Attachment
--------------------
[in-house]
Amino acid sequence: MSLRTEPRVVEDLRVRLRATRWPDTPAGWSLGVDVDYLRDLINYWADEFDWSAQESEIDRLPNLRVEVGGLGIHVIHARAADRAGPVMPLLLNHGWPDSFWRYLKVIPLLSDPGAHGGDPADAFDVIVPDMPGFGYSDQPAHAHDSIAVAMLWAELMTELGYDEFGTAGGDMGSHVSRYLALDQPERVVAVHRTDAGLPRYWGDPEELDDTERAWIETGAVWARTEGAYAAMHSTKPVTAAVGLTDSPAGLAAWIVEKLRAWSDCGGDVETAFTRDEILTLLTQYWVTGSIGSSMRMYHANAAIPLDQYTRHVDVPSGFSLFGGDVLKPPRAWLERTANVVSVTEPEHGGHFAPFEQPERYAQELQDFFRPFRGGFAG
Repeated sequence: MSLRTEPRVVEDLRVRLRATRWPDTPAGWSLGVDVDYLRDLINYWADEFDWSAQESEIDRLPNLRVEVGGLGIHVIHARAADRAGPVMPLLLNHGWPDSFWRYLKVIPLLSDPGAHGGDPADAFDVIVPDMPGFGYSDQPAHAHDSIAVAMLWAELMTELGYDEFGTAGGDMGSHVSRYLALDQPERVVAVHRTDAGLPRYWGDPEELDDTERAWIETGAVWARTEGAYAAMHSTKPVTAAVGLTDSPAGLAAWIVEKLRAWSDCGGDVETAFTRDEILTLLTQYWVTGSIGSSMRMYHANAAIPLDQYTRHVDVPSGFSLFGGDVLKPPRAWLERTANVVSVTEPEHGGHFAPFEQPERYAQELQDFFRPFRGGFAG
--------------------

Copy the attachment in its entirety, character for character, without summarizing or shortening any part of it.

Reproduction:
[in-house]
Amino acid sequence: MSLRTEPRVVEDLRVRLRATRWPDTPAGWSLGVDVDYLRDLINYWADEFDWSAQESEIDRLPNLRVEVGGLGIHVIHARAADRAGPVMPLLLNHGWPDSFWRYLKVIPLLSDPGAHGGDPADAFDVIVPDMPGFGYSDQPAHAHDSIAVAMLWAELMTELGYDEFGTAGGDMGSHVSRYLALDQPERVVAVHRTDAGLPRYWGDPEELDDTERAWIETGAVWARTEGAYAAMHSTKPVTAAVGLTDSPAGLAAWIVEKLRAWSDCGGDVETAFTRDEILTLLTQYWVTGSIGSSMRMYHANAAIPLDQYTRHVDVPSGFSLFGGDVLKPPRAWLERTANVVSVTEPEHGGHFAPFEQPERYAQELQDFFRPFRGGFAG
Repeated sequence: MSLRTEPRVVEDLRVRLRATRWPDTPAGWSLGVDVDYLRDLINYWADEFDWSAQESEIDRLPNLRVEVGGLGIHVIHARAADRAGPVMPLLLNHGWPDSFWRYLKVIPLLSDPGAHGGDPADAFDVIVPDMPGFGYSDQPAHAHDSIAVAMLWAELMTELGYDEFGTAGGDMGSHVSRYLALDQPERVVAVHRTDAGLPRYWGDPEELDDTERAWIETGAVWARTEGAYAAMHSTKPVTAAVGLTDSPAGLAAWIVEKLRAWSDCGGDVETAFTRDEILTLLTQYWVTGSIGSSMRMYHANAAIPLDQYTRHVDVPSGFSLFGGDVLKPPRAWLERTANVVSVTEPEHGGHFAPFEQPERYAQELQDFFRPFRGGFAG